New illustrated book by Reporters without Borders

Reporter ohne Grenzen (ROG) Schweiz hat ein neues Album mit Bild- und Textreportagen herausgegeben. Es zeigt neben grossartiger journalistischer Arbeit auch, wie wichtig Informationsfreiheit ist.

From the Syrian-Turkish border to North Korea and the Ukrainian revolution: the album "Reportages for Freedom of Information" tells stories in pictures and words from a world that is not whole. The story of a North Korean prisoner who escaped from a labour camp, for example, is juxtaposed with images of seemingly normal everyday life in Pyongyang. Strong images from Maidan Square are accompanied by a text by the Russian writer Mikhail Shishkin. And two reporters who look behind the clichés report on the carnival in Haiti.

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The album contains images by Thomas Kern, Meinrad Schade, Pascal Mora and Anja Niedringhaus, among others, and texts by Arnaud Robert, Kurt Pelda and Christof Moser. All authors and photographers have generously made their work available to ROG Switzerland, as a matter of course, according to a press release.

In addition to the traditional form of journalism - text and image - the volume also shows what the new media have done and are doing. And what censors and opponents of freedom of information come up with to prevent the free expression of opinion on the net. It does this with excerpts from the ROG report "Enemies of the Internet", using the examples of China, India and Great Britain, among others. In addition, an article sheds light on the special relations between Switzerland and the USA in connection with the NSA scandal.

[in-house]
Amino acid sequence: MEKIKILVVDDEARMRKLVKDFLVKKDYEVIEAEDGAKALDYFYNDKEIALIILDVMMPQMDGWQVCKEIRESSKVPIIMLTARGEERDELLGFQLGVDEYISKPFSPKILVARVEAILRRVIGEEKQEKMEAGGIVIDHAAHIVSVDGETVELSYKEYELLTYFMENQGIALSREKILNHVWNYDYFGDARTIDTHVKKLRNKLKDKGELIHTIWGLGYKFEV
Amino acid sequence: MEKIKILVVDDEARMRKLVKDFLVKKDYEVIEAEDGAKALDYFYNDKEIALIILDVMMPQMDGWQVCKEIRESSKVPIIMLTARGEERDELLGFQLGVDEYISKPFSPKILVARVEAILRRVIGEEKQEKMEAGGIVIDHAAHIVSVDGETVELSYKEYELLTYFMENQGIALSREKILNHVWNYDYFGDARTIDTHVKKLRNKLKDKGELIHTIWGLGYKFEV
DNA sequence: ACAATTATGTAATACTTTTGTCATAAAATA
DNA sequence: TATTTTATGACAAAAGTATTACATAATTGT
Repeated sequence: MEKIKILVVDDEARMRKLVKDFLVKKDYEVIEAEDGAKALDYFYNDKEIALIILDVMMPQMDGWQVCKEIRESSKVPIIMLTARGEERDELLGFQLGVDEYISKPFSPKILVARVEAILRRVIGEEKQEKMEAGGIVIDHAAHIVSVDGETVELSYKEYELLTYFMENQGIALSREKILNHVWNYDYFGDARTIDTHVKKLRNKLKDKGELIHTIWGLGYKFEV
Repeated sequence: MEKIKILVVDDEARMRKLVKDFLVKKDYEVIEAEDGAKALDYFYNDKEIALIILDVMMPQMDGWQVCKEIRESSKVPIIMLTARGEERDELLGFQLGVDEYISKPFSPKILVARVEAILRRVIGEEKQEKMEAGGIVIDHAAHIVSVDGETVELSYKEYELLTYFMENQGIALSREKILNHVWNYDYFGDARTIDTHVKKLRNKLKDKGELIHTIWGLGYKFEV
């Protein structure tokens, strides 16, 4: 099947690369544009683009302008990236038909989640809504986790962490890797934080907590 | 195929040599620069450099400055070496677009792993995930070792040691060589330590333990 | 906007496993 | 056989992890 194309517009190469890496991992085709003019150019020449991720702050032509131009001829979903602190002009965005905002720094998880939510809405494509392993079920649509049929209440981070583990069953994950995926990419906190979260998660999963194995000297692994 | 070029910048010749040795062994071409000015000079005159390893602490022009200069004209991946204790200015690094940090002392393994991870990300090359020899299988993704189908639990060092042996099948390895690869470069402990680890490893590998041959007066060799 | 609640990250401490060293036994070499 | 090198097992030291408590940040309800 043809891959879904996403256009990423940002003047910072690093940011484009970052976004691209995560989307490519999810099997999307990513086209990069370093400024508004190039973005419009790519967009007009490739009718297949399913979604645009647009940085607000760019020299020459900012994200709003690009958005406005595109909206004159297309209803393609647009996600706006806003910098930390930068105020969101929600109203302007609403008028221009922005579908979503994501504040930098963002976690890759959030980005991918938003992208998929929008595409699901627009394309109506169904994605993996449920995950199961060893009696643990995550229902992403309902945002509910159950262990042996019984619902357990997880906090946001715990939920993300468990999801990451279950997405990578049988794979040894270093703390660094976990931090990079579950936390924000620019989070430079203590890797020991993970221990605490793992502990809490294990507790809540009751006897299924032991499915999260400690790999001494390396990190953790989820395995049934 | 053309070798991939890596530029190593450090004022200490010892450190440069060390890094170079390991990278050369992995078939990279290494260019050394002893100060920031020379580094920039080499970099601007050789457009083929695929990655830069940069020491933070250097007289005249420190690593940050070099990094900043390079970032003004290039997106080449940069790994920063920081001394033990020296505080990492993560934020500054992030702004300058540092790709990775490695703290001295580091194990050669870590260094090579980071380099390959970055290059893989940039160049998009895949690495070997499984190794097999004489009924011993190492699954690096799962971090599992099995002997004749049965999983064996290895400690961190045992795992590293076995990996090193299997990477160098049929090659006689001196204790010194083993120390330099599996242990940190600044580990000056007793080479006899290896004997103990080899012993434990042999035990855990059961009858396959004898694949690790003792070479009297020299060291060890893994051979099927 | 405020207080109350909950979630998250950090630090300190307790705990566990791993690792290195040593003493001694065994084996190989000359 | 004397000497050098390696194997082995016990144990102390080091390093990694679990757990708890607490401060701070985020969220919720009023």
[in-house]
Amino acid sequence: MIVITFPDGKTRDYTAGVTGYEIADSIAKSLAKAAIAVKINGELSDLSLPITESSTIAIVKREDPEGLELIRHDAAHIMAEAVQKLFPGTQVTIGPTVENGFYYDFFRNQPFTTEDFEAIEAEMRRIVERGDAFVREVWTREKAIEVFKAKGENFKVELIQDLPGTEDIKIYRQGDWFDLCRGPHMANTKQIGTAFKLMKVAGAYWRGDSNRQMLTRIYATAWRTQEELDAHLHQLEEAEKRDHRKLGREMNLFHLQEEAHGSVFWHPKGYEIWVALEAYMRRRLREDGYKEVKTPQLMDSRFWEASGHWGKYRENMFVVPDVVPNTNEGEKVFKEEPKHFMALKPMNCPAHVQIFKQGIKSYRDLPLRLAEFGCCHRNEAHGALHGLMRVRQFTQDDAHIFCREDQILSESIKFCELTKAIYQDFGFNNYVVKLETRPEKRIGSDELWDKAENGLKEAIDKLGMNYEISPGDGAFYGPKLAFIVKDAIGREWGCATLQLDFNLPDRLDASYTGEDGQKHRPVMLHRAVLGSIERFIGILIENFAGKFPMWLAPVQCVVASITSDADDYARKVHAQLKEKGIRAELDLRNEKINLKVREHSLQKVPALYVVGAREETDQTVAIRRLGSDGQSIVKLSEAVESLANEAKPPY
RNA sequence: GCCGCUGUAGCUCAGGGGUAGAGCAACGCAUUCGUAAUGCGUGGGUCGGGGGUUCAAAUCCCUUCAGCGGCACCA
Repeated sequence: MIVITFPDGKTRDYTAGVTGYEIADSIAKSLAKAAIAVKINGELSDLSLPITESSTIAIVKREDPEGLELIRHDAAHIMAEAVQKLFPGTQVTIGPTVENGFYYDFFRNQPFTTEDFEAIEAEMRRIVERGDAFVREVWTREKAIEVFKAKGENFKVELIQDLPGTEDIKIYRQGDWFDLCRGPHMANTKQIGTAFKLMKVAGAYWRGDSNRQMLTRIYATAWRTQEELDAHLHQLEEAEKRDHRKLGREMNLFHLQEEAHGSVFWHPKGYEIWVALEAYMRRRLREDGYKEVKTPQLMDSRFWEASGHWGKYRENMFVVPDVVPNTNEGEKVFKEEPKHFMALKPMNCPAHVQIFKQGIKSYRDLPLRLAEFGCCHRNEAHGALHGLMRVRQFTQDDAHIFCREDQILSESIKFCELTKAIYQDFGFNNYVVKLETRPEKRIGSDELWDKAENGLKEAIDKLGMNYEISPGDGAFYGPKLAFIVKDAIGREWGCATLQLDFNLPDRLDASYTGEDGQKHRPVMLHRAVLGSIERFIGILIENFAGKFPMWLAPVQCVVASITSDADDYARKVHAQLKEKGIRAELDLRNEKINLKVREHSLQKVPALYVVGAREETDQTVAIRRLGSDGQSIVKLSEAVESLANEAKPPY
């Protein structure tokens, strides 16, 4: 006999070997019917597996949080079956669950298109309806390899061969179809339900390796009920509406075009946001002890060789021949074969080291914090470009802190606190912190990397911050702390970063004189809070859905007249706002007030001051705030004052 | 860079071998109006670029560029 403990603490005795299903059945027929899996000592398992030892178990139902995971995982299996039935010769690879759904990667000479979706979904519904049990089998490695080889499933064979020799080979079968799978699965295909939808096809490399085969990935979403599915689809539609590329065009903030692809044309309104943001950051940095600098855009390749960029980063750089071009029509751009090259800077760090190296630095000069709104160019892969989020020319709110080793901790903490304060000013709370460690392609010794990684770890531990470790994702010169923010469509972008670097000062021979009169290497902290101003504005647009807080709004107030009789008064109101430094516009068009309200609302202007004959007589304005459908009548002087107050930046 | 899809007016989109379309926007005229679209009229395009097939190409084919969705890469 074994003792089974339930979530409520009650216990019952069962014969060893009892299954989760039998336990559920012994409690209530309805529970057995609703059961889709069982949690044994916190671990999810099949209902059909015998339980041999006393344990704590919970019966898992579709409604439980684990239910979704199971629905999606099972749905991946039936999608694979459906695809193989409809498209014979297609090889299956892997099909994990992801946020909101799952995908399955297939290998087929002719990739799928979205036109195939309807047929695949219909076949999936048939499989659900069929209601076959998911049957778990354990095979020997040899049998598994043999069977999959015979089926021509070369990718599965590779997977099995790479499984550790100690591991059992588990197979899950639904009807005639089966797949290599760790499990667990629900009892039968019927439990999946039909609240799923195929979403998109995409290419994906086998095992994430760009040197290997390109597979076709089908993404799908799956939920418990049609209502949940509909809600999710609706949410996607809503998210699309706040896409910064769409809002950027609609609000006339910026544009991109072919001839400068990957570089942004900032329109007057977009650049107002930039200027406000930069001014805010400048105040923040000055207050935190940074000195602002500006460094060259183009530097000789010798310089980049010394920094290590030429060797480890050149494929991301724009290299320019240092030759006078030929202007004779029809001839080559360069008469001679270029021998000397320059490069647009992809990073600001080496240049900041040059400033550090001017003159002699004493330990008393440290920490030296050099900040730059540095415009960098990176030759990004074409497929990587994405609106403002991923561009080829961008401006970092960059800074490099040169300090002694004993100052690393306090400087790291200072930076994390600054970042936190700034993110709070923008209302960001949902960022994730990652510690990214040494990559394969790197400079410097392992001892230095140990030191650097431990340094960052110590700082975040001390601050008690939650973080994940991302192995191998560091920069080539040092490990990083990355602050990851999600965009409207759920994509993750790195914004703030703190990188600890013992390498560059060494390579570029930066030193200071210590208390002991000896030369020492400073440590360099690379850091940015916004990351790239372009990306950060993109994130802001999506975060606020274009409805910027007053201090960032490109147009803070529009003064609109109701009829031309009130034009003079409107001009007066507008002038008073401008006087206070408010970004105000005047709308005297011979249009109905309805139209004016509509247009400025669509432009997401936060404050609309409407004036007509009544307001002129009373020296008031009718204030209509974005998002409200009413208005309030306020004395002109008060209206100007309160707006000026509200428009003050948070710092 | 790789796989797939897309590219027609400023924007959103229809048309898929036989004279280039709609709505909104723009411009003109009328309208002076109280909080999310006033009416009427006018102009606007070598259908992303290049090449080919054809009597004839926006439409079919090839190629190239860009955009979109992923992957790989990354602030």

"Les grands reportages pour la liberté de l'information/ Reportagen für die Informationsfreiheit" is published bilingually (French and German) and comprises around 100 pages. The album is distributed via bookstores and newsstands and can be ordered at Rsf-ch.ch can be obtained here. It is one of the illustrated books published by ROG Switzerland, which the organisation uses to raise awareness of freedom of information. In addition, the proceeds from the sale of the volumes make up a third of ROG Switzerland's income. The albums, and this volume in particular, demonstrate at the same time what journalism can achieve: to direct the public's gaze to the world with its sometimes "forgotten" conflicts.
 

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